Crime is down in West Hollywood, particularly on the Eastside, according to a new report from the West Hollywood Sheriff’s station.
“We’ve seen a dramatic drop in crime in certain areas,” Captain Gary Honings told the City Council during its Monday night meeting.
Comparing January to June 2013 to the same six months in 2012, the sheriff’s department reports drops in almost all areas.
The overall number of “Part 1” crimes fell by 18 percent from 1,056 incidents in 2012 to 897 incidents in 2013, according to the report. Part 1 crimes include against persons (such as homicides, robbery, rape and aggravated assault) and against property (such as burglary, theft, arson and grand theft auto). In 2010, there were 975 Part 1 crimes; in 2011, there were 860 Part 1 crimes.
“The implementation of advanced technology has been at the forefront, including automated license plate recognition equipped radio cars, facial recognition computer software and cellular phone tracking equipment,” reads the report. “Numerous offenses have been prevented or solved through the use of the aforementioned systems.”
The city’s Eastside saw a 34 percent drop in crime, from 360 crimes in the first six months of 2012 to 238 for the first six months of 2013.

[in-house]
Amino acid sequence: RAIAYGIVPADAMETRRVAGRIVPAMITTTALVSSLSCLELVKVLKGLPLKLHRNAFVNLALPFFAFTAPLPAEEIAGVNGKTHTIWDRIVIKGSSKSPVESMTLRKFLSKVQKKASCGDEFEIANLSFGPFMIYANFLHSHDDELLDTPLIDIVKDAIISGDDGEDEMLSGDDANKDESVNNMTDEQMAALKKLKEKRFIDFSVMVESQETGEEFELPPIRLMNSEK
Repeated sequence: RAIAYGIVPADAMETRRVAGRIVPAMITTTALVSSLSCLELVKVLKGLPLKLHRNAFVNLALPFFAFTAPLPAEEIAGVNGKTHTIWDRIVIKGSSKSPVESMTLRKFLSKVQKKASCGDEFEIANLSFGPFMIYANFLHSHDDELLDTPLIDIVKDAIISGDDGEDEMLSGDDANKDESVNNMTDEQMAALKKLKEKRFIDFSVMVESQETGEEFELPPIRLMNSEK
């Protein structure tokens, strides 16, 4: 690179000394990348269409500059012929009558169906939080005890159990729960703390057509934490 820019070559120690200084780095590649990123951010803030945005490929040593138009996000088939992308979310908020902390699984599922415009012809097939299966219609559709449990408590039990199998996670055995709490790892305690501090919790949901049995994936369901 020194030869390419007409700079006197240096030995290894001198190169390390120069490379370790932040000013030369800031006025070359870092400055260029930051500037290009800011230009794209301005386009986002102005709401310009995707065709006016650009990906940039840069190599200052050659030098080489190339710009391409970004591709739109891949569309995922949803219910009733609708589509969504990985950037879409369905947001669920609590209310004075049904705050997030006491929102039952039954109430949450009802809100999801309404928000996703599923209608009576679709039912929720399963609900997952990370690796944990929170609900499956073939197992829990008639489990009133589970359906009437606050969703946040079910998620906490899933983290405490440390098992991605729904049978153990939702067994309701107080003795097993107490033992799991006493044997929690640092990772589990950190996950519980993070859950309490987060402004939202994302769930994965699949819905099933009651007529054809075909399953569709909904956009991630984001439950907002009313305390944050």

The Center City saw a 6 percent decrease in crime from 252 incidents in 2012 to 237 in 2013, while the Westside dropped by five percent from 444 crimes in 2012 to 422 incidents in 2013.
As for the individual crime categories citywide, robbery was down from 70 in 2012 to 32 in 2013. Of those 32 in 2013, seven were armed robbery, while 25 were strong-armed robbery (no weapon used).
Residential burglaries were down 47 percent citywide from 108 in 2012 to 57 in 2013.
Petty theft is down 4 percent from 323 in last year to 311 this year. Of that 311 number, 123 were shoplifting. The Gateway Center (site of the Target department store), was where 59 (19 percent) of those 311 petty thefts occurred.
Aggravated assault is down from 94 incidents (114 victims) in 2012 to 51 incidents (72 victims) in 2013.
Vehicle burglaries, however, were up 4 percent from 156 in 2012 to 162 in 2013.
Calls to police for possible intruders, interrupted thefts and night time trespassers are not reported, no prints taken and do NOT show up on police logs as reports. Does not mean these are not very scary events for those good citizens.